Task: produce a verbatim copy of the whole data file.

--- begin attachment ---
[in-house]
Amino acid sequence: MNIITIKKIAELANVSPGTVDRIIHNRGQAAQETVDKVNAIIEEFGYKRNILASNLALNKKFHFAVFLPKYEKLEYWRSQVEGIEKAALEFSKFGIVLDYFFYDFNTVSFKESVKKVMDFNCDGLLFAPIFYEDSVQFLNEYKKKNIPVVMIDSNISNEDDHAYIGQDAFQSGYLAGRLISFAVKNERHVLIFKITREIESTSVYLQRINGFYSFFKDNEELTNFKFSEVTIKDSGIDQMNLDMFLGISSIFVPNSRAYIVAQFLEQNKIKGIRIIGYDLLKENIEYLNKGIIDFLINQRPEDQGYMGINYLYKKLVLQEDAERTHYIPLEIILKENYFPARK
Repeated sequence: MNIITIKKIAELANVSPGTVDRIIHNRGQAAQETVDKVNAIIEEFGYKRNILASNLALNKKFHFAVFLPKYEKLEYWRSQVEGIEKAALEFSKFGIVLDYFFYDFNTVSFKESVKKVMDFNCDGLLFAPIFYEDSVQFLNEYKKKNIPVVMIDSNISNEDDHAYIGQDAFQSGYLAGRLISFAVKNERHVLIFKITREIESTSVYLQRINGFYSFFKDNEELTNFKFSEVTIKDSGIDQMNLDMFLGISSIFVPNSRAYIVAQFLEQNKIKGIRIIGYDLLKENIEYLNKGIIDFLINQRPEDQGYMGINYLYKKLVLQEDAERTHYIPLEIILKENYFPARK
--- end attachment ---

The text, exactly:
[in-house]
Amino acid sequence: MNIITIKKIAELANVSPGTVDRIIHNRGQAAQETVDKVNAIIEEFGYKRNILASNLALNKKFHFAVFLPKYEKLEYWRSQVEGIEKAALEFSKFGIVLDYFFYDFNTVSFKESVKKVMDFNCDGLLFAPIFYEDSVQFLNEYKKKNIPVVMIDSNISNEDDHAYIGQDAFQSGYLAGRLISFAVKNERHVLIFKITREIESTSVYLQRINGFYSFFKDNEELTNFKFSEVTIKDSGIDQMNLDMFLGISSIFVPNSRAYIVAQFLEQNKIKGIRIIGYDLLKENIEYLNKGIIDFLINQRPEDQGYMGINYLYKKLVLQEDAERTHYIPLEIILKENYFPARK
Repeated sequence: MNIITIKKIAELANVSPGTVDRIIHNRGQAAQETVDKVNAIIEEFGYKRNILASNLALNKKFHFAVFLPKYEKLEYWRSQVEGIEKAALEFSKFGIVLDYFFYDFNTVSFKESVKKVMDFNCDGLLFAPIFYEDSVQFLNEYKKKNIPVVMIDSNISNEDDHAYIGQDAFQSGYLAGRLISFAVKNERHVLIFKITREIESTSVYLQRINGFYSFFKDNEELTNFKFSEVTIKDSGIDQMNLDMFLGISSIFVPNSRAYIVAQFLEQNKIKGIRIIGYDLLKENIEYLNKGIIDFLINQRPEDQGYMGINYLYKKLVLQEDAERTHYIPLEIILKENYFPARK